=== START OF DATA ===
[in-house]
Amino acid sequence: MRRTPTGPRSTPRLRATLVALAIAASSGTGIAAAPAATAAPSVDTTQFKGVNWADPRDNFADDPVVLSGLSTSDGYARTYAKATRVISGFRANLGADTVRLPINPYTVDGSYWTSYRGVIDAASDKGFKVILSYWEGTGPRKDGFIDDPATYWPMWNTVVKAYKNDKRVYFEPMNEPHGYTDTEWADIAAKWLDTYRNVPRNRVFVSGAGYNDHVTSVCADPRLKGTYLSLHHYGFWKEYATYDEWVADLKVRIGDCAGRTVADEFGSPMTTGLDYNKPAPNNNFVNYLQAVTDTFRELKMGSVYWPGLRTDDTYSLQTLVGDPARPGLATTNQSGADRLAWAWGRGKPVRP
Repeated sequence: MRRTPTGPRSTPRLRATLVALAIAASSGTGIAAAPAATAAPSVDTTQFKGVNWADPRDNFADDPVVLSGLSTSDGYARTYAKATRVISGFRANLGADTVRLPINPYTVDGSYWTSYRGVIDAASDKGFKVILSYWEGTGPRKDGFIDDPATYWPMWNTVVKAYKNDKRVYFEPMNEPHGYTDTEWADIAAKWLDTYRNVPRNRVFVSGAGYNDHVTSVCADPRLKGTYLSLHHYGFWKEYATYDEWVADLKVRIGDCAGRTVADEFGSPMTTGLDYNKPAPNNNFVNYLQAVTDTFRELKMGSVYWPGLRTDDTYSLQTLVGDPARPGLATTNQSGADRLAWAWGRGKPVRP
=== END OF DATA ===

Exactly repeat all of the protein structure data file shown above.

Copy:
[in-house]
Amino acid sequence: MRRTPTGPRSTPRLRATLVALAIAASSGTGIAAAPAATAAPSVDTTQFKGVNWADPRDNFADDPVVLSGLSTSDGYARTYAKATRVISGFRANLGADTVRLPINPYTVDGSYWTSYRGVIDAASDKGFKVILSYWEGTGPRKDGFIDDPATYWPMWNTVVKAYKNDKRVYFEPMNEPHGYTDTEWADIAAKWLDTYRNVPRNRVFVSGAGYNDHVTSVCADPRLKGTYLSLHHYGFWKEYATYDEWVADLKVRIGDCAGRTVADEFGSPMTTGLDYNKPAPNNNFVNYLQAVTDTFRELKMGSVYWPGLRTDDTYSLQTLVGDPARPGLATTNQSGADRLAWAWGRGKPVRP
Repeated sequence: MRRTPTGPRSTPRLRATLVALAIAASSGTGIAAAPAATAAPSVDTTQFKGVNWADPRDNFADDPVVLSGLSTSDGYARTYAKATRVISGFRANLGADTVRLPINPYTVDGSYWTSYRGVIDAASDKGFKVILSYWEGTGPRKDGFIDDPATYWPMWNTVVKAYKNDKRVYFEPMNEPHGYTDTEWADIAAKWLDTYRNVPRNRVFVSGAGYNDHVTSVCADPRLKGTYLSLHHYGFWKEYATYDEWVADLKVRIGDCAGRTVADEFGSPMTTGLDYNKPAPNNNFVNYLQAVTDTFRELKMGSVYWPGLRTDDTYSLQTLVGDPARPGLATTNQSGADRLAWAWGRGKPVRP